Thank you so much.
Thank you so much.
Logan is so stripped down, its consciousness so present, its avoidance of hollowness so steadfast, that it wouldn't be enough to call it a classic superhero movie. This, friends, is simply a classic film. It's the sort of finale that should, if Hollywood would allow it, see its stars off into satisfied retirement, and into the genre’s annals.
This envelope gaffe consigned two films to an unwarranted singular aftermath; one that separates them from their individual merits. It's unfortunate. However, this manner of assigning single infamies has underlined the Oscars from nomination day. A few weeks later, we were able to summarise most of the Best Picture nominees in one line, and often it will be patronising and cursory. We have the pundits to thank for that, and swathes of lethargic audiences whose cinematic appetite is determined by intellectually undemanding stuff.
Capping off a Golden Globes ceremony full of moderately memorable moments, Meryl Streep took the stage to remind the audience of the importance of actors, diversity and the press.
Howl's Moving Castle is spellbinding and exquisitely crafted. It is a visually stunning annal in anime.
Rear Window will be a valuable and fascinating film for good.
Overall, this film is about people and the simple essence of relationships: be they between friends, lovers, workmates or foes. Everyone is granted the dignity of being human, whichever side of the law they're on.
There is something to be said about a film that draws you in so deliberately, so gracefully, that you know you are a different person going out. Only, what can I say...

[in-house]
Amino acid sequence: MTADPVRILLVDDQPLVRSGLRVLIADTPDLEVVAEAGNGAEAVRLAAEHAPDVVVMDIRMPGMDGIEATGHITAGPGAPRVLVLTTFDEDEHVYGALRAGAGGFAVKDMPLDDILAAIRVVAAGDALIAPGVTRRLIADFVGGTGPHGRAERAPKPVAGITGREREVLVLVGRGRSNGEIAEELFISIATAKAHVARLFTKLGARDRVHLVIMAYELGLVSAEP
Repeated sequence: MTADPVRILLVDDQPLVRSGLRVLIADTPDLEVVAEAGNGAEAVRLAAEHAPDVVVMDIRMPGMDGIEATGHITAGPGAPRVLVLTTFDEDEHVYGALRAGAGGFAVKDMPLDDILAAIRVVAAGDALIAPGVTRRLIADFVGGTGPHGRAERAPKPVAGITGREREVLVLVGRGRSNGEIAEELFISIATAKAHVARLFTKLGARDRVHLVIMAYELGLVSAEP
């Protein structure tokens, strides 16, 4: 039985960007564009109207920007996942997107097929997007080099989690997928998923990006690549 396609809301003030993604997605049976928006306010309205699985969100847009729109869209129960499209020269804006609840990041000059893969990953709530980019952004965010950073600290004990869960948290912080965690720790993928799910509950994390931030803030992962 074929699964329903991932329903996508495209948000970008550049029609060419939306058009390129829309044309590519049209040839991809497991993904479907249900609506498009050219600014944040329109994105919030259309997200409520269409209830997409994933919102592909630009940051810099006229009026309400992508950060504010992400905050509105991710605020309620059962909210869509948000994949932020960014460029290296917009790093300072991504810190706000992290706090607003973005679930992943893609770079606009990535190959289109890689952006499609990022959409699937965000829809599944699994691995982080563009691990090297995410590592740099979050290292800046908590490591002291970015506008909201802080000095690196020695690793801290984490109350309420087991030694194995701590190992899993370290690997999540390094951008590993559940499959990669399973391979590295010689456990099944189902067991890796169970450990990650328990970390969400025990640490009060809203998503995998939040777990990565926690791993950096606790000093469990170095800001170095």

By the end of this documentary, the floorboards have been lifted, and a previously concealed but extremely ugly part of America's racially-storied past is revealed.
While watching this, I felt something I don't feel often enough; comradeship and appreciation. The Wilderpeople are my friends, and the filmmakers like me.
It is evident that Tarkovsky drew much of this film's inspiration from his own life. This is his contemplation on the profundity and transience of life.
I cannot emphasise enough how visually stunning this film is. You have seen many variations of this story before, but not with this dedication to picturesque craft.
Bamako is necessary and consequential. It beautifully conveys the type of conversations we ought to have about Africa; pragmatic, unabated and free of hyperbole.
The point is, we don't know how we'd react until the calamity happens, whether it's as typical as a fight with your boss, or as profound as the world ending. Melancholia imagines scenarios of both extremes, and lets us in on what they may do to the witnesses and participants.
This film was part of the movement that led to the genre's acceptance in the mainstream, and rightfully so. Otomo made an audacious anime, the most expensive and technically taxing at the time.
Villeneuve has an almost divine dexterity at creating tension; letting it build over dozens of on-screen minutes. Nothing seems contrived, and the payoffs are surprising and satisfying.
This film takes place in a time when communities were smaller and simpler, and social ties were more tangible. The spaces between people were bigger, but there didn't yet exist the pervasive technology or persuasion to present oneself as distinctly different from who one was. This is its chief intrigue.